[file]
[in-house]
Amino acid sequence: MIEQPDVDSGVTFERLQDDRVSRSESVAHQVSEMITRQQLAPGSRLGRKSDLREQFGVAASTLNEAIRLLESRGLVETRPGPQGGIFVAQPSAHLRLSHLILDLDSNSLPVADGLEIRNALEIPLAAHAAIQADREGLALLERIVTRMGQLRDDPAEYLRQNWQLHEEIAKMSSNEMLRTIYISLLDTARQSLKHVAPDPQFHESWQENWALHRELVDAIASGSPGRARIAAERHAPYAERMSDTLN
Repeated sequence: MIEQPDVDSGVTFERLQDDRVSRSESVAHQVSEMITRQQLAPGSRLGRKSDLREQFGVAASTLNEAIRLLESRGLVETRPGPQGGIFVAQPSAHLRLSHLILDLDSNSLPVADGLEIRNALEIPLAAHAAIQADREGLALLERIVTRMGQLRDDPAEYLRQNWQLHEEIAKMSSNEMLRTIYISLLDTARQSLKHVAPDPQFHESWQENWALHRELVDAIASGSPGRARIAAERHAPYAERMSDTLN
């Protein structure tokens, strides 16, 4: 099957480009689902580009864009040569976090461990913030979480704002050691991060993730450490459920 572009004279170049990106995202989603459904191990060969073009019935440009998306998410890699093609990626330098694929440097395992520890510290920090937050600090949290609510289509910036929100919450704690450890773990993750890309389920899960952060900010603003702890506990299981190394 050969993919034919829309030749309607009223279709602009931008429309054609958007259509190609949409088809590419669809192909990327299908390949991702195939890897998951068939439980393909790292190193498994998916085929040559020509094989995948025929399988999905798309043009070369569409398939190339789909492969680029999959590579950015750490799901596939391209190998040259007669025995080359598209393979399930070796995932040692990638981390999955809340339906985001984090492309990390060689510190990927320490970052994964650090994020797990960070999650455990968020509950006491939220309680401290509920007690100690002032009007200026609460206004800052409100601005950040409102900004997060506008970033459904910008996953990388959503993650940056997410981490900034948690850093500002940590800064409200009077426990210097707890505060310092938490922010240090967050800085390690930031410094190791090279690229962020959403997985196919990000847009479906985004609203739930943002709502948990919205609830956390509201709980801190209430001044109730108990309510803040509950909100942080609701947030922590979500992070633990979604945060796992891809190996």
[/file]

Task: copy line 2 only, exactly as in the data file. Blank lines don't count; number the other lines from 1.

Amino acid sequence: MIEQPDVDSGVTFERLQDDRVSRSESVAHQVSEMITRQQLAPGSRLGRKSDLREQFGVAASTLNEAIRLLESRGLVETRPGPQGGIFVAQPSAHLRLSHLILDLDSNSLPVADGLEIRNALEIPLAAHAAIQADREGLALLERIVTRMGQLRDDPAEYLRQNWQLHEEIAKMSSNEMLRTIYISLLDTARQSLKHVAPDPQFHESWQENWALHRELVDAIASGSPGRARIAAERHAPYAERMSDTLN